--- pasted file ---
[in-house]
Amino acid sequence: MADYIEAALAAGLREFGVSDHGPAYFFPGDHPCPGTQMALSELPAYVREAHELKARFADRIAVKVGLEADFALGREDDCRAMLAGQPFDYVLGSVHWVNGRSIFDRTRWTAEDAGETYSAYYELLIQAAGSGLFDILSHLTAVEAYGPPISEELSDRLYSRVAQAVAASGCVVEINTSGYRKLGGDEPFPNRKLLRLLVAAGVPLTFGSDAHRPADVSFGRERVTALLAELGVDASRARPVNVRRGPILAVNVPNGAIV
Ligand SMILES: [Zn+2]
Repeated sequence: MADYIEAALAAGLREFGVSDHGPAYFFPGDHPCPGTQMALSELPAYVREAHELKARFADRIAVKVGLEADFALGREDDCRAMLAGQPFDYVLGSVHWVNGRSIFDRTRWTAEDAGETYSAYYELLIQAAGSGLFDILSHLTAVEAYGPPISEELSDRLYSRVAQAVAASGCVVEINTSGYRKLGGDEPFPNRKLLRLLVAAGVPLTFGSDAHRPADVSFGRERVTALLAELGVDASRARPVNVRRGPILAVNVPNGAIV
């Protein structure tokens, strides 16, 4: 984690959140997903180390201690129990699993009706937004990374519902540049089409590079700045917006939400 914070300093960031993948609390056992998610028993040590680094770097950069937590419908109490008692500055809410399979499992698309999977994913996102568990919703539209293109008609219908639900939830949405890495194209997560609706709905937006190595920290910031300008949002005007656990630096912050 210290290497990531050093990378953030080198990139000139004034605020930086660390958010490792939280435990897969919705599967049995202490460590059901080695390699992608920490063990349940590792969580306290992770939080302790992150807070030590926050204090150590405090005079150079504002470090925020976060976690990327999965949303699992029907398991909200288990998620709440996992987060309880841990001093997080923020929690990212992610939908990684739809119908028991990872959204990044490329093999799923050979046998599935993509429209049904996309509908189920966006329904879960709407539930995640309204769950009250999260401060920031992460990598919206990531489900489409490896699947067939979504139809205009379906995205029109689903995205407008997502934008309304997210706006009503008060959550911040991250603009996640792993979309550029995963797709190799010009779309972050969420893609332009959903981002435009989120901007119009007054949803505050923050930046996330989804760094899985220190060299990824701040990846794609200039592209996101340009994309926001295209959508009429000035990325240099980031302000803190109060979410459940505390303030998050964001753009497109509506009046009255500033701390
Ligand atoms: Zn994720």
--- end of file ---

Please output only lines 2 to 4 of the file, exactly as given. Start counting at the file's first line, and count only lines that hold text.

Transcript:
Amino acid sequence: MADYIEAALAAGLREFGVSDHGPAYFFPGDHPCPGTQMALSELPAYVREAHELKARFADRIAVKVGLEADFALGREDDCRAMLAGQPFDYVLGSVHWVNGRSIFDRTRWTAEDAGETYSAYYELLIQAAGSGLFDILSHLTAVEAYGPPISEELSDRLYSRVAQAVAASGCVVEINTSGYRKLGGDEPFPNRKLLRLLVAAGVPLTFGSDAHRPADVSFGRERVTALLAELGVDASRARPVNVRRGPILAVNVPNGAIV
Ligand SMILES: [Zn+2]
Repeated sequence: MADYIEAALAAGLREFGVSDHGPAYFFPGDHPCPGTQMALSELPAYVREAHELKARFADRIAVKVGLEADFALGREDDCRAMLAGQPFDYVLGSVHWVNGRSIFDRTRWTAEDAGETYSAYYELLIQAAGSGLFDILSHLTAVEAYGPPISEELSDRLYSRVAQAVAASGCVVEINTSGYRKLGGDEPFPNRKLLRLLVAAGVPLTFGSDAHRPADVSFGRERVTALLAELGVDASRARPVNVRRGPILAVNVPNGAIV